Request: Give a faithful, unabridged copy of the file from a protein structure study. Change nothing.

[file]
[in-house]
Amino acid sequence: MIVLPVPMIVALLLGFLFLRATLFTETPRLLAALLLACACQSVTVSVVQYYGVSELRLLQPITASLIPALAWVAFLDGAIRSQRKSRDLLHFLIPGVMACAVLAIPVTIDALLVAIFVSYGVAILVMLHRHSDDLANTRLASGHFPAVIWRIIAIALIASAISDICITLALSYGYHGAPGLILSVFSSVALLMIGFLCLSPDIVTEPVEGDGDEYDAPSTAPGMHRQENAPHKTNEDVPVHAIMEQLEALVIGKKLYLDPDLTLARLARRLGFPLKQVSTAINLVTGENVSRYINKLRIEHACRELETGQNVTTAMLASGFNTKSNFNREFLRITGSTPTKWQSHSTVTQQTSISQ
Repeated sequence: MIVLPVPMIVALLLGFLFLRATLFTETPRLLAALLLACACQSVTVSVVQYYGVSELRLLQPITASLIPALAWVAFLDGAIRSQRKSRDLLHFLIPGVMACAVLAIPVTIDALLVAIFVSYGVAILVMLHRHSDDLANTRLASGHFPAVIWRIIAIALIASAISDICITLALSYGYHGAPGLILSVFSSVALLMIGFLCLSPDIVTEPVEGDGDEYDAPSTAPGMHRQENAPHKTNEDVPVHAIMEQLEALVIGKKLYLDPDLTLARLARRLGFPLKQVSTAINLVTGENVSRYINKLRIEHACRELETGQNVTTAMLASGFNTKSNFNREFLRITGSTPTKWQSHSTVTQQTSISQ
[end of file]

[in-house]
Amino acid sequence: MIVLPVPMIVALLLGFLFLRATLFTETPRLLAALLLACACQSVTVSVVQYYGVSELRLLQPITASLIPALAWVAFLDGAIRSQRKSRDLLHFLIPGVMACAVLAIPVTIDALLVAIFVSYGVAILVMLHRHSDDLANTRLASGHFPAVIWRIIAIALIASAISDICITLALSYGYHGAPGLILSVFSSVALLMIGFLCLSPDIVTEPVEGDGDEYDAPSTAPGMHRQENAPHKTNEDVPVHAIMEQLEALVIGKKLYLDPDLTLARLARRLGFPLKQVSTAINLVTGENVSRYINKLRIEHACRELETGQNVTTAMLASGFNTKSNFNREFLRITGSTPTKWQSHSTVTQQTSISQ
Repeated sequence: MIVLPVPMIVALLLGFLFLRATLFTETPRLLAALLLACACQSVTVSVVQYYGVSELRLLQPITASLIPALAWVAFLDGAIRSQRKSRDLLHFLIPGVMACAVLAIPVTIDALLVAIFVSYGVAILVMLHRHSDDLANTRLASGHFPAVIWRIIAIALIASAISDICITLALSYGYHGAPGLILSVFSSVALLMIGFLCLSPDIVTEPVEGDGDEYDAPSTAPGMHRQENAPHKTNEDVPVHAIMEQLEALVIGKKLYLDPDLTLARLARRLGFPLKQVSTAINLVTGENVSRYINKLRIEHACRELETGQNVTTAMLASGFNTKSNFNREFLRITGSTPTKWQSHSTVTQQTSISQ